ISO is one of three ways to control your exposure, and you should definitely know a little bit about it.

ISO is one of those expressions you may have heard about, but never really understood completely. When I started this blog, I made a promise to keep things simple, understandable and with examples. In this post I will not get into the most technical aspects of ISO, but rather walk you through what it does, and how to use it.

No matter what camera you use, you will need some sort of light source to get the photo. Have you ever noticed that taking a picture in dark conditions makes the photo look all grainy and ugly? A snapchat selfie in dim lights, look horrible compared to the one you take mid-day, right?

Your photo is made up by three core pillars.

To get the overview of the three – take a look at this post.

To explain ISO in the simplest way possible, we can compare ISO to how sensitive the sensor in your camera is to light. It makes it possible to produce a photo, even in dark environments. Out on a sunny day, when there is plenty of light, your camera won´t need to use much ISO. Often the ISO will be at the lowest setting, which usually is between ISO 5o to ISO 200, depending on the camera model. Once the light decreases, the camera will increase the ISO to compensate, and thereby properly expose the shot. So what´s the big deal? That sounds awesome, right? Letting the camera choose the ISO automatically for you, to get the best result?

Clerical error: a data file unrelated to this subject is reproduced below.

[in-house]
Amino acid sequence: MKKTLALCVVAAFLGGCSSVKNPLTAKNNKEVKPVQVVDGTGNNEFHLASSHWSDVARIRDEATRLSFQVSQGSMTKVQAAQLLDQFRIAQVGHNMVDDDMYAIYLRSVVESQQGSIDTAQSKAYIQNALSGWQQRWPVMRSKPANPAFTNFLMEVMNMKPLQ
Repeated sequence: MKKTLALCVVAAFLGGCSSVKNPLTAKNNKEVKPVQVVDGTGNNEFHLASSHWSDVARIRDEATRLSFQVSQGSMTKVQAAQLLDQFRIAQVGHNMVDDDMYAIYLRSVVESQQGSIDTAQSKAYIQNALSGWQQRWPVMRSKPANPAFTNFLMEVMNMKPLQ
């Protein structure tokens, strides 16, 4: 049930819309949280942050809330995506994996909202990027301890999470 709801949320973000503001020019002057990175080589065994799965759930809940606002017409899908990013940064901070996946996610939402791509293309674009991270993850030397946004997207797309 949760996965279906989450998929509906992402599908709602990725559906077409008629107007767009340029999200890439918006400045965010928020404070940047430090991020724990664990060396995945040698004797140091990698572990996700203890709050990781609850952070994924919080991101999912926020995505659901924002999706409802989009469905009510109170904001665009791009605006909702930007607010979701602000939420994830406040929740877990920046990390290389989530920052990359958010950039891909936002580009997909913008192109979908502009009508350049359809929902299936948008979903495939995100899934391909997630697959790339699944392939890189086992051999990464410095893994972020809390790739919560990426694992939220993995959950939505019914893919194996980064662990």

You see – there are consequences.

With high ISO, comes a quite dramatic effect. At least at high ISO values. We call it grain, or noise. It looks like a thousand small dots, all over the image, often in weird colors.

High ISO

High ISO might look grainy and horrible

At high ISO values, the grain will be very distracting and at worst completely ruin the photo. What is high values, you ask? That really depends on the quality and age of the camera. Newer, expensive cameras will be able to handle extreme values, with little loss in image quality. Newer models may use ISO up to 12 800, or even 25 600 without problems. On the other hand, an entry level DSLR anno 2014 might not be able to go above ISO 1600 before the images begin to look like s***. Let´s have a look at some photos, with ISO 100, 400, 1600, 6400 and all the way up to 25 600, the maximum value my camera allows.

First we´ll have a look at the images in full size, and then we´ll zoom in a bit to really see what´s going on.

Let´s zoom

So as you can see, if we simply compare the first, ISO 100, to the last, ISO 25 600 – the difference is huge, capital H.

ISO 100

ISO 100 introduces very little grain


ISO 25600

ISO 25600 – This image is totally ruined. There are spots and speckles all around

So what to do, and how to avoid high ISO?

The main thing is to get out of auto-ISO in your camera settings. If you are not familiar with the three core pillars that makes for perfect exposure, you should also read “What is shutter speed?” and “What is aperture?”. If you can support the camera either with a tripod, a table or simply by leaning against something, you can often have a much slower shutter, which in turn allows you to lower the ISO to an appropriate value. I would recommend to stay below 3200 for most cameras, and below 6400 if you only gonna use the photos for Instagram, Facebook or other social medias. The reason is that they usually compress the images so hard, that the grain mostly disappears.

There are ways to reduce noise in post production using editing softwares. I´ll get back to that in a later post.

Allright – So I hope you got something out of this read, and that I´ll see you back here shortly. What do you struggle with when it comes to photography? I would love to hear your thoughts and comments in the comment section below.

Until next time – I wish you the best of days, and happy shooting 🙂 See you out there!

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